Last Updated on March 2, 2020
Imagine more than 7 billion people, thousands of companies at the stock market, and almost countless private businesses in the world today. And the numbers are growing huge each year. One country alone can have thousands if not millions of small and large enterprises.
Have you ever wondered how governing bodies know which ones own what?
Transparency and risk assessment is becoming increasingly important today. Especially after the market crash of 2008, people all across the globe are concerned about the integrity and efficiency involved in financial transactions (particularly those that happen abroad).
Want to know who you’re dealing with in business? See how an LEI can help.
What Is LEI
An LEI or Legal Entity Identifier is made up of 20 digits based on the ISO 17442 standard created by the International Organization for Standardization (ISO). In essence, it makes it easier and faster to find out who owns what in the world of finance and business.
This is different than a business registration number, which will vary from country to country. The LEI system, on the other hand, is an international standard intended for quicker and smarter cross-border transactions.
The LEI registration was introduced in 2013 for all legal persons who trade derivative financial instruments. From January 1, 2018, all legal entities that execute such transactions on certain other financial instruments must also request the LEI code (e.g. when brokers sell investments).
Thanks to its unique alphanumeric code, LEI can also be used for the identification of all legal persons, particularly those who participate in financial transactions (e.g. you need to submit an LEI to a brokerage firm if you want to open a new account dealing with SASS).
Why Is LEI Important
Remember the financial crisis back in 2008? The investment banking company of Lehman Brothers had hundreds of subsidiaries – each with unknown market participants. Had the LEI system been developed then, it would’ve been easier to identify not only each subsidiary but also those who invested in them.
Thanks to the global identification of all contracting parties with the help of LEI, systemic risks can be recognized in time. Without a transparent and readily available system, the market is more prone to abuse, fraud, and crises. Just think about how many people have identical names.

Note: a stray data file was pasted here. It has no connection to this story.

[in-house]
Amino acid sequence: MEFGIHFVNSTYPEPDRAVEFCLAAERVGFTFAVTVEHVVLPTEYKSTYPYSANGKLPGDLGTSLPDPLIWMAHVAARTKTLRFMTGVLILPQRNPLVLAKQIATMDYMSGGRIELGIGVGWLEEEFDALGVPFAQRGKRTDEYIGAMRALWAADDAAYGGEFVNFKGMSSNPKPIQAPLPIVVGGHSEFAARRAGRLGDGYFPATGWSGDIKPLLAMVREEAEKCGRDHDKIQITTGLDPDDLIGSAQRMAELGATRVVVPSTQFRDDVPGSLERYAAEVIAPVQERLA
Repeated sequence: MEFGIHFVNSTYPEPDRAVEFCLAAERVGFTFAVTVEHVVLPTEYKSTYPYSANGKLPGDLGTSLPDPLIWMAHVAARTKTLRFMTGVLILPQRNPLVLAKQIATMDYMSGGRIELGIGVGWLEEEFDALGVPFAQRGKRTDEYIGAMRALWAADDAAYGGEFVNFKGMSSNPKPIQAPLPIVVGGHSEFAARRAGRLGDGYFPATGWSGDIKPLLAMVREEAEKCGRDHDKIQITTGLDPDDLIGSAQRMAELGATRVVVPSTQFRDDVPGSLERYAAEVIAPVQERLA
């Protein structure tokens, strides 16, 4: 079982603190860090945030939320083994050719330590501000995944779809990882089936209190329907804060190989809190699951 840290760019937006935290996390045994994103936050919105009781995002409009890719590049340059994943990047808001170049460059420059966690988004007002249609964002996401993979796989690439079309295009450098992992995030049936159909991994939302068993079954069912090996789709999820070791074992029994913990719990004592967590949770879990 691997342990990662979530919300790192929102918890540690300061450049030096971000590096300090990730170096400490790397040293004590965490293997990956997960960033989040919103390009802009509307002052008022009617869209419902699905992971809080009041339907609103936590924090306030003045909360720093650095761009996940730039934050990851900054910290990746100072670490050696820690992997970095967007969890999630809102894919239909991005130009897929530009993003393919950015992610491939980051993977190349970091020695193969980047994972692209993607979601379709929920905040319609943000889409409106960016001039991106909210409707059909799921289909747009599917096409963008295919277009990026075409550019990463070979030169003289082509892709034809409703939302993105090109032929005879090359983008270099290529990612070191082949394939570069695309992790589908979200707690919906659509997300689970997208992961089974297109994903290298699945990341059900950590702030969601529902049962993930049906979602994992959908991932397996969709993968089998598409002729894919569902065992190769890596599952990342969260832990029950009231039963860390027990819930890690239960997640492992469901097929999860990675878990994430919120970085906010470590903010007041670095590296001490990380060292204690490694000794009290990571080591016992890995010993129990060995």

Companies also experience this issue. However, in the realm of finances, duplicate names are anything but harmless.
With the development of LEI comes the formation of GLEIF, or the Global Legal Entity Identifier Foundation. They make the Global LEI Index (which is a repository past and current LEI records) available to everyone as an open online resource. Go here if you want to register your company for an LEI, or check if a business you’re interested in has one already.
How Does LEI Work
As a business grows, it only becomes more complex. More products and/or services are added, and often, subsidiaries (i.e. child companies) are also created and/or bought. Conglomerates, for example, are multi-industry businesses that have multiple child identities, usually running in various industries. Imagine having to keep up with which is which!
An LEI makes everything simpler. Once a business signs up for one, it is given a unique 20-digit code based on a standard set by the ISO. This LEI then connects to vital reference information, like the name of the business or who owns it.
Before being added to the online repository, it will be validated against other sources to ensure accuracy. This information is then made available for everyone to use.
Back then, companies spent countless amounts of time, money, and effort, to acquire and confirm such data. Now, anyone can simply look up that information and have peace of mind, knowing they are dealing with legitimate business entities.
How To Apply for an LEI for Your Business
Does your company have a legal personality? Or maybe you want to invest or sell an existing investment product? In this case, you must apply for an LEI.
From 2018, you will no longer be able to trade or invest without one. At least, not in the case of financial instruments such as Trusts, Pension Funds, Stocks, and Companies.
So how can you apply for an LEI? Believe it or not, it’s as simple as pie: just go to any LEI-issuing body, provide the required information, and pay the fees.
Currently, you can do this by contacting a Local Operational Unit (UOL) or a Registration Office. Note that how the LEI is adopted will be different, depending on where you live or want to do business in. The fees for the application also differ depending on the UOL. So be sure to do your homework before jumping in.
Note, however, that the UOLs in some countries only serve businesses in their locality. They are therefore NOT an option for overseas companies. The costs vary between $79 and $89 for first registration, with an additional contribution of $17 to $19 for GLEIF. Each renewal costs between $49 and $59.
Would you like to continue your financial or business activities without any problem in 2020? Then register your LEI code as soon as possible!